Roses, Christ knows how they got to be so lovely,
green skies over the city
in the evening
in the ephemeral of the years!
The yearning I have for that time
when one mark thirty was all I had,
yes, I counted them this way and that,
I trimmed my days to fit them,
days, what am I saying days: weeks on bread and plum mush
out of earthenware pots
brought from my village,
still under the reselects of native poverty,
how raw everything felt, how tremblingly beautiful!
What good is the luster conferred by European pundits,
the great name,
the pour le merite,
people who shoot their cuffs and tool on,
it's only the ephemeral that's beautiful,
looking back, the poverty,
the frowstiness* that didn't know what it was,
sobs, and stands in line for its dole,
what a wonderful Hades
that takes away the frowst,
and the pundits both--
please, no tears,
no one say: oh, I was so lonesome.
Gottfried Benn 2006
*Hot stuffy fustiness.
It would do one good to ask why Benn opens the poem with the image of a rose; roses are a symbol of Christ (not so subtly associated in this poem), but they, again obviously, have thorns. Beauty and pain go together, the first lesson of the rose.
That is certainly how the narrator feels in this poem; he longs for his time of poverty, the kind of romantic simplicity of a life without too many goods. In what I find to be the best line of the poem, he calls this, "the rushlight of native poverty." That is, this kind of poverty lights softly, intimately, beautifully. And the rush goes out in an instant, unlike the steady, green throb of city lights in the opening section.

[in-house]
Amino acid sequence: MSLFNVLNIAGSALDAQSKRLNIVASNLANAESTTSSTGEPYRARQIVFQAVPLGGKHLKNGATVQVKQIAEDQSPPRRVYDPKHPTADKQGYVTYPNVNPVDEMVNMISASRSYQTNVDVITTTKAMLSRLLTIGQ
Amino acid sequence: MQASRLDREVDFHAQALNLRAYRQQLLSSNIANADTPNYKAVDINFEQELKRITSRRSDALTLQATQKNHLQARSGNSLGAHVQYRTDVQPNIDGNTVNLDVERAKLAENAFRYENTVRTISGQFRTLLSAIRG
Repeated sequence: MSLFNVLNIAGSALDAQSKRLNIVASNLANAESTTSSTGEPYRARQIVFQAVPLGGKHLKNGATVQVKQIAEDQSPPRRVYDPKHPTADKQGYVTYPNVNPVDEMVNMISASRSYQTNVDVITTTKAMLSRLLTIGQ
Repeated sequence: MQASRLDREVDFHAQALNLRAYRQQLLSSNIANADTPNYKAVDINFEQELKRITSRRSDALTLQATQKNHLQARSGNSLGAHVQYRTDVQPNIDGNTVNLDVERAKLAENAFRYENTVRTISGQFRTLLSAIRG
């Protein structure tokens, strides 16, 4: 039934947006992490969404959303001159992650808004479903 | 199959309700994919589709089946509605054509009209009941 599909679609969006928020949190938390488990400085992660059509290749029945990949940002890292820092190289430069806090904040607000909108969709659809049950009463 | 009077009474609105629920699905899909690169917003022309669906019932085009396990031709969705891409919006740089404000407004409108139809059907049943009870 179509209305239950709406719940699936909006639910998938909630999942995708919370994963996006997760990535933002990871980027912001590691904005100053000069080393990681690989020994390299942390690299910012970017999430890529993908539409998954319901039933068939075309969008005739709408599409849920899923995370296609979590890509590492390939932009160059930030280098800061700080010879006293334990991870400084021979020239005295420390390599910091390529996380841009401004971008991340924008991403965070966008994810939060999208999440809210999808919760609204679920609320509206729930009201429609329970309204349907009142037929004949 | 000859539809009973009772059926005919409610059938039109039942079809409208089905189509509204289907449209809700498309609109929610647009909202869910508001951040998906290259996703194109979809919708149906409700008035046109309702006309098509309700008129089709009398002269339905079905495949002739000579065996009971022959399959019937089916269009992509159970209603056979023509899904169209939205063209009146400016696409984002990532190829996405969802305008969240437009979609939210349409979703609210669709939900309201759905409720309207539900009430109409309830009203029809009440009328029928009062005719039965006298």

Essentially, this poem is concerned with many of the things I am thinking about now: simplicity, modernity, loneliness, beauty, and the sky. It is perhaps not as dense as it could be, but why make it so? It speaks to me. Modern society is lonely, harsh, tearful. We of course must question a romantic notion of the past, but this seems to be authentic. My best friend and I were recently talking about idealizing certain moments of high school, even, because it was so raw and new. Life was less clogged, then, I think. Perhaps that is what Benn is talking about.
He almost implies some kind of force or violence in the modern world when he writes of "people who shoot their cuffs." This is the harshness that seeks glory, a great name, some kind of masculine, lustrous permanence.
Modernity even turns the "native poverty" into something sad and broken. Only in cities do long lines of homeless stretch out over the city, perhaps because the modern world requires so much of us. It tires us, breaks us, makes us cry.
To be in a place of poverty and simplicity, now that's a different story. There is real beauty, and so real connectedness with the world. Rather than the mass-produced, buzzing fluorescent lights all around the modern world, a simple world is intimate, personal, ephemeral: a tiny lit reed flickering in the night.
I don't mean this to be a rant, but I stumbled on this poem exactly at the right time for myself. It's funny how that happens.